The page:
For the longest time, the rule of thumb on the internet regarding the record industry has been, "do wrong, get punished". The overwhelming example is downloads, but has also extended to remixes or mashups, as well as an unauthorised soundtracks in video clips on sites like YouTube.

This rule of thumb seems to have been turned on its head recently with the phenom that is "JK Wedding Entrance Dance". As everyone knows by now, this video used the track "Forever" by disgraced "urban artiste" Chris Brown as its raison d'etre. YouTube's "please don't sue us out of existence" olive branch to record labels up until this point has been to disable the audio of videos that contain non-cleared samples, of which this is a stunning case.

For some reason, this video was posted unaltered and the record label instead chose to implement a new YouTube feature that allows click to buy links to appear in the video itself.

YouTube have documented the whole thing themselves in a case study revolving around the wedding video.

It would be nice to see the free flow of creativity allow to continue unabated and maybe throw the labels a little cash for ... hmm, no work.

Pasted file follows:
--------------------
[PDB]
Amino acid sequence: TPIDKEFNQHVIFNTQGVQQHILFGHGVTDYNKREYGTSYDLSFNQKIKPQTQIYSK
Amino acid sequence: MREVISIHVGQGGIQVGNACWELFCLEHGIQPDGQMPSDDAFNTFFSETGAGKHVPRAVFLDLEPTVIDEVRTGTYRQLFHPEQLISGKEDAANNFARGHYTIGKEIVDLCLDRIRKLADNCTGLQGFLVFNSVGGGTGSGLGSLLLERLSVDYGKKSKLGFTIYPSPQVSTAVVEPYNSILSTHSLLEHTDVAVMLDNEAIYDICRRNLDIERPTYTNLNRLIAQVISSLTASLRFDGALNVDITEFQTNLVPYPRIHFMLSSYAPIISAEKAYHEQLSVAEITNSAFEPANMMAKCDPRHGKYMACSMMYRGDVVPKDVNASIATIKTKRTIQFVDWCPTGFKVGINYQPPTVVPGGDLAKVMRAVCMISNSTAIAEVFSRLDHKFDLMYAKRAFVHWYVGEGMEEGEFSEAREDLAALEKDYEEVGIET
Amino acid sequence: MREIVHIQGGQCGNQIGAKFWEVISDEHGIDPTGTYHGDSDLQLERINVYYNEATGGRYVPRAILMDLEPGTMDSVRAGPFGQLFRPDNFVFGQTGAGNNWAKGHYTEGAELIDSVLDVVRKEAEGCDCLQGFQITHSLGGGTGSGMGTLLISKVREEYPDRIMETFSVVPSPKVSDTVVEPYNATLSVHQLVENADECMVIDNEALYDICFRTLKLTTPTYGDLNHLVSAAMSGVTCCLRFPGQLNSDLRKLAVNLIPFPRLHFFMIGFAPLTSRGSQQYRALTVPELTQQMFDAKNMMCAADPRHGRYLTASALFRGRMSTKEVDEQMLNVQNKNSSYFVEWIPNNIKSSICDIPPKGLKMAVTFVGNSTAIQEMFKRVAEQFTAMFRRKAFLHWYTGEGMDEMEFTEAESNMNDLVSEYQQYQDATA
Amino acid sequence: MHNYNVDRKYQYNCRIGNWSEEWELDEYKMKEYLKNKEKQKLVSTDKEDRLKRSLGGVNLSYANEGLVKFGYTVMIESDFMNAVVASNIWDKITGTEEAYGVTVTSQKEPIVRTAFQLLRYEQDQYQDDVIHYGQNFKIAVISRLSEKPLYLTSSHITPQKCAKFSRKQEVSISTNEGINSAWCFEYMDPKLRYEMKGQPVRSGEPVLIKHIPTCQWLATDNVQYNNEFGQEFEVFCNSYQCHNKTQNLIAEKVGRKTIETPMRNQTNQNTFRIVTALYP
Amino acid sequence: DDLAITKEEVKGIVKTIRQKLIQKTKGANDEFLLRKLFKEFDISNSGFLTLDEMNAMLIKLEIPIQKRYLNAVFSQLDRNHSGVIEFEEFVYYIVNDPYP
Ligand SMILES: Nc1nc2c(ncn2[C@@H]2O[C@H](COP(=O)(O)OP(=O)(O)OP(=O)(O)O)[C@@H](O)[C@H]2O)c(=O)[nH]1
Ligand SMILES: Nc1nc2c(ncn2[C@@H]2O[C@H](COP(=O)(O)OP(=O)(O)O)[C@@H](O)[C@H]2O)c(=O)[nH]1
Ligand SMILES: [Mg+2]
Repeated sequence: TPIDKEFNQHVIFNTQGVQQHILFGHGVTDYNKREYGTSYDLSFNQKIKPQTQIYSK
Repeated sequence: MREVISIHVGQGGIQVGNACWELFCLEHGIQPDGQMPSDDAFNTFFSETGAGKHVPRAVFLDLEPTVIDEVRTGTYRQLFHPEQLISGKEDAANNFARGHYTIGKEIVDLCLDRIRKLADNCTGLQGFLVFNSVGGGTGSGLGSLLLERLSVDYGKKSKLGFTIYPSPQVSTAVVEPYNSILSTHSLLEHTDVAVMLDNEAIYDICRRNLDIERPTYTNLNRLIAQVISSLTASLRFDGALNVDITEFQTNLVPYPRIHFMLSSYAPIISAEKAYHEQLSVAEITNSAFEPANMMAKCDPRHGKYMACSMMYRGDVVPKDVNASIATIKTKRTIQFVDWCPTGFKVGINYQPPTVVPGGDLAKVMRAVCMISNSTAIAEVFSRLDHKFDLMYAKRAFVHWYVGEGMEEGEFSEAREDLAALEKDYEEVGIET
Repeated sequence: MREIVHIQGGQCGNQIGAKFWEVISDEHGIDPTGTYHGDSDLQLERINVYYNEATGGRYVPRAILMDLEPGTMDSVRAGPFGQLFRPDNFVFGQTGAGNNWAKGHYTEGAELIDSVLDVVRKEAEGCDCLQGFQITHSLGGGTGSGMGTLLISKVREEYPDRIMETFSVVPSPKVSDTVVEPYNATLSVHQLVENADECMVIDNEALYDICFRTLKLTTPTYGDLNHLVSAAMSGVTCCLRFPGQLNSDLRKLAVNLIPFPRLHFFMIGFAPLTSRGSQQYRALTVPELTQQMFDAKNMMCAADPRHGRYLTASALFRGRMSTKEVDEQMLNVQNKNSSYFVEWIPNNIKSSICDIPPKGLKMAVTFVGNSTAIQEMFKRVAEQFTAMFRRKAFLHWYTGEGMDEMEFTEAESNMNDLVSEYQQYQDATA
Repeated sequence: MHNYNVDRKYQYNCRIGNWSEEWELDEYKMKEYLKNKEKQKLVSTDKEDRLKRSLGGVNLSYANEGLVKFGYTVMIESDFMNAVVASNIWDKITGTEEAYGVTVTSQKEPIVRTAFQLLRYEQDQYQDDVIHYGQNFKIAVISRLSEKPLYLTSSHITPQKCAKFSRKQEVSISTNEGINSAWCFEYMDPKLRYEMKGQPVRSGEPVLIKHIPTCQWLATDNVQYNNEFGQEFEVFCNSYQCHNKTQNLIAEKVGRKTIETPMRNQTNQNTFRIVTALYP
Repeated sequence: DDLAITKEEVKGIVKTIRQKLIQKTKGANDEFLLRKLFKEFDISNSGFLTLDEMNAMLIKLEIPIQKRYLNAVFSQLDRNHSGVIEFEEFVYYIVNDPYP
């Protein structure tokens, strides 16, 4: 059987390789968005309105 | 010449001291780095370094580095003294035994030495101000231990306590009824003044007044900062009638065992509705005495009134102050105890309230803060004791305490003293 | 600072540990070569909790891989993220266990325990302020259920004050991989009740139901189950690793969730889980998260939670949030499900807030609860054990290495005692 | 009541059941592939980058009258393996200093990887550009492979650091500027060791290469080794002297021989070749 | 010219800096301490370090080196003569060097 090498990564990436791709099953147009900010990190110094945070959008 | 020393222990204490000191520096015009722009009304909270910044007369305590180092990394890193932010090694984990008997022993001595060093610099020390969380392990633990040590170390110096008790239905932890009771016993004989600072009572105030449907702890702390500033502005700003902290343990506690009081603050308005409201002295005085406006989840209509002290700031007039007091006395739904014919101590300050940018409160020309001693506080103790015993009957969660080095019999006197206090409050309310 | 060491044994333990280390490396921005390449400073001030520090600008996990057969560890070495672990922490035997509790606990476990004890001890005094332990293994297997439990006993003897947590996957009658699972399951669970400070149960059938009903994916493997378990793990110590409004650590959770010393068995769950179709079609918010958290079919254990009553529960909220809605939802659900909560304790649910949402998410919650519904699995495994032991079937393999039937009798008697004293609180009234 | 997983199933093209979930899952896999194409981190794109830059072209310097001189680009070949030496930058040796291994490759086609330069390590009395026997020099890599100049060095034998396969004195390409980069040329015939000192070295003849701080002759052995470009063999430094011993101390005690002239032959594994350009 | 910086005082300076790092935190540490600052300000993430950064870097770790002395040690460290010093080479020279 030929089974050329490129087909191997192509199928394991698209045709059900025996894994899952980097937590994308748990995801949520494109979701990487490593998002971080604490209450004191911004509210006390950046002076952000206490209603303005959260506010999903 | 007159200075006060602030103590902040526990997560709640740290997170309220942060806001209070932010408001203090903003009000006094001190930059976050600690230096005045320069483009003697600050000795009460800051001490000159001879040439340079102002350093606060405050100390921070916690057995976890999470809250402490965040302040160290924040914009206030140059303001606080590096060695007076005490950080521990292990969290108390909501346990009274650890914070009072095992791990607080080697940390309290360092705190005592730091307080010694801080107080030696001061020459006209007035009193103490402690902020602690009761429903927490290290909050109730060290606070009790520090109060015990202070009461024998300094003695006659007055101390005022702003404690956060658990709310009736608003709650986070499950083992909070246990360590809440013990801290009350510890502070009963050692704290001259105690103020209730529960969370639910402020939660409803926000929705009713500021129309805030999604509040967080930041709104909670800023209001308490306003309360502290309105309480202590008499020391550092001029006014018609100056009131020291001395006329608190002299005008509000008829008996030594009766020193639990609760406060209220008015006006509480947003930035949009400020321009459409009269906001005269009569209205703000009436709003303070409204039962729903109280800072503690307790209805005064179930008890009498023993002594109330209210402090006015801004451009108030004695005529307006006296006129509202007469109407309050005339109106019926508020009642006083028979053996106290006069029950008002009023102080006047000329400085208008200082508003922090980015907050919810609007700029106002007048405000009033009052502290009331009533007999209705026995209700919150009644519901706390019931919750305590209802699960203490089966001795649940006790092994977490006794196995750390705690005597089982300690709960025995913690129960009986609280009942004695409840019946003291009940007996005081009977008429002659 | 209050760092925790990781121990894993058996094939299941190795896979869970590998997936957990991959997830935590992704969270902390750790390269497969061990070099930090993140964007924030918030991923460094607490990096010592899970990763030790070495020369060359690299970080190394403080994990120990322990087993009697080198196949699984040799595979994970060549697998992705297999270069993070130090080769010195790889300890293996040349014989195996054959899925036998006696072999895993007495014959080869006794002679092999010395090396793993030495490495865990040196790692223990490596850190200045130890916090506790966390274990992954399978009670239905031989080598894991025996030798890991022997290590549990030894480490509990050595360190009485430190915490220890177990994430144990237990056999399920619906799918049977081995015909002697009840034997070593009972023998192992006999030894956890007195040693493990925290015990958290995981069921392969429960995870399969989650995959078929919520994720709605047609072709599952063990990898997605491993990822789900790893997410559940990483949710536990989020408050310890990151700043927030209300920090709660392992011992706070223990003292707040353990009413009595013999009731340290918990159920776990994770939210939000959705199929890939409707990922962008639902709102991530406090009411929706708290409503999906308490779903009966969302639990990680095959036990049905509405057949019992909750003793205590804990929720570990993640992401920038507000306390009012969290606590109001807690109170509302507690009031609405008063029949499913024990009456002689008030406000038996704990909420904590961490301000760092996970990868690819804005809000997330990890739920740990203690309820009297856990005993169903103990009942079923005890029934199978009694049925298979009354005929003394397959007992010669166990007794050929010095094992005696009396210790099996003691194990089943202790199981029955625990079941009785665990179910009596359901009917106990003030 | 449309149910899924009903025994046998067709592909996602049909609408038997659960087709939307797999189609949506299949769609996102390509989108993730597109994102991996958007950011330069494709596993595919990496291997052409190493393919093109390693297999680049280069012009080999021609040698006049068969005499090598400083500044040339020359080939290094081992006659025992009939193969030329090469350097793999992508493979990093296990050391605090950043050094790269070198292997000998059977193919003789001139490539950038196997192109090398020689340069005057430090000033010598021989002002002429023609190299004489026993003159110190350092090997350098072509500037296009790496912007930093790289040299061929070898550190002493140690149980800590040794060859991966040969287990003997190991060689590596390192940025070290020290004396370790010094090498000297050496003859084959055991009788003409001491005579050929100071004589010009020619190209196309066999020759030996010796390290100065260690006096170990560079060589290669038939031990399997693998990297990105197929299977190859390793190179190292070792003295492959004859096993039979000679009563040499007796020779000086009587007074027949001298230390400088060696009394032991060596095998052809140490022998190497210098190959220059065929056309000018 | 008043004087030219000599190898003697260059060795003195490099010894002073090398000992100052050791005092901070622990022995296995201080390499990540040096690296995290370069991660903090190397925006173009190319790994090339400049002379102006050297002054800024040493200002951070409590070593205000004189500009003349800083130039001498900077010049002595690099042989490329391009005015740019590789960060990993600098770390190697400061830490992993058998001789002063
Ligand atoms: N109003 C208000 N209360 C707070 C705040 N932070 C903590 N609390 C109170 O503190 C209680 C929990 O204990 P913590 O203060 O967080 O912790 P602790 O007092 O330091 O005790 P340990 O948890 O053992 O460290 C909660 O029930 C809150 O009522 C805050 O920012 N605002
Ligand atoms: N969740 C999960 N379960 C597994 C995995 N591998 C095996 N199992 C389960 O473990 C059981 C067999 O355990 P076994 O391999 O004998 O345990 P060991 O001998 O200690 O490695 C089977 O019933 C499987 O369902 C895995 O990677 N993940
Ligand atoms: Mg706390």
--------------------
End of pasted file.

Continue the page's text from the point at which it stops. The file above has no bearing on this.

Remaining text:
Let's face it, anything we as fans do creatively is free marketing for this industry that really can't/hasn't/probably won't ever get it's act together. An industry that's only original idea in the last decade is to sue the very people it's trying to market to really needs to have its brain examined. The Inquisitor goes a step further and pulls a strip from Google for letting this happen, saying "Google’s response to the Wedding Dance video is nothing to be proud of."

Still, it's nice that somehow YouTube were able to keep the neanderthal wolves from the door, even if it is at the expense of its user's content.

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Monday, 27 July 2009

Apple's cocktail to resurrect the album

Simon Le BonSimon Le Bon via last.fm

Having decimated the concept of the album with a la carte song downloads, Apple has now apparently seen the error of its ways (i.e. 79p versus £7.99 in revenue) and is teaming up with the remaining four "majors" to take back the music.

Dubbed "Project Cocktail" (yeah, this sounds as hip as the Tom Cruise flick of the same name), the idea is "It's all about recreating the heyday of the album when you would sit around with your friends looking at the artwork, while you listened to the music," according to a report in the FT.

Right now with some releases on iTunes, if you buy the whole album, you get a digital booklet (read PDF) that includes cover art and liner notes. Project Cocktail will apparently be an evolution of this., with the "killer app" being that you'll be able to launch the songs from within the booklet. Whether or not you need iTunes running is to be seen. I doubt Apple would miss this trick though.